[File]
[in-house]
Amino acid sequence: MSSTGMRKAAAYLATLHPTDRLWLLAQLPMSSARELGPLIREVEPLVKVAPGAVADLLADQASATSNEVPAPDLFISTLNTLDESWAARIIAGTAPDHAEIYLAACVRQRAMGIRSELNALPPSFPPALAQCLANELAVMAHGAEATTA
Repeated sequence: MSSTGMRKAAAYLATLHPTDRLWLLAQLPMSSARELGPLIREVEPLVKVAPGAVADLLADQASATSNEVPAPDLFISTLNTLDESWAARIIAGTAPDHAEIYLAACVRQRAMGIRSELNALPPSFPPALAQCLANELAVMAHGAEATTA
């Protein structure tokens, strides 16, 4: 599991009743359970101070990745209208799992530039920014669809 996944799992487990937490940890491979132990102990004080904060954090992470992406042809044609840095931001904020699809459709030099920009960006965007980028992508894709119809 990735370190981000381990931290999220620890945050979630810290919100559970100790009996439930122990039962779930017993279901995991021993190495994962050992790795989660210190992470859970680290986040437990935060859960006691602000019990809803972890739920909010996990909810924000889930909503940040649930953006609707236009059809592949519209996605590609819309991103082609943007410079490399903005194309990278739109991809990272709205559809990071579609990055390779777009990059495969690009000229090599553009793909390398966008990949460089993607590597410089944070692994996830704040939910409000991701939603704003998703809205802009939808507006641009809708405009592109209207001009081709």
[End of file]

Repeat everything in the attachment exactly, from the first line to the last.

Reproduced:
[in-house]
Amino acid sequence: MSSTGMRKAAAYLATLHPTDRLWLLAQLPMSSARELGPLIREVEPLVKVAPGAVADLLADQASATSNEVPAPDLFISTLNTLDESWAARIIAGTAPDHAEIYLAACVRQRAMGIRSELNALPPSFPPALAQCLANELAVMAHGAEATTA
Repeated sequence: MSSTGMRKAAAYLATLHPTDRLWLLAQLPMSSARELGPLIREVEPLVKVAPGAVADLLADQASATSNEVPAPDLFISTLNTLDESWAARIIAGTAPDHAEIYLAACVRQRAMGIRSELNALPPSFPPALAQCLANELAVMAHGAEATTA
């Protein structure tokens, strides 16, 4: 599991009743359970101070990745209208799992530039920014669809 996944799992487990937490940890491979132990102990004080904060954090992470992406042809044609840095931001904020699809459709030099920009960006965007980028992508894709119809 990735370190981000381990931290999220620890945050979630810290919100559970100790009996439930122990039962779930017993279901995991021993190495994962050992790795989660210190992470859970680290986040437990935060859960006691602000019990809803972890739920909010996990909810924000889930909503940040649930953006609707236009059809592949519209996605590609819309991103082609943007410079490399903005194309990278739109991809990272709205559809990071579609990055390779777009990059495969690009000229090599553009793909390398966008990949460089993607590597410089944070692994996830704040939910409000991701939603704003998703809205802009939808507006641009809708405009592109209207001009081709």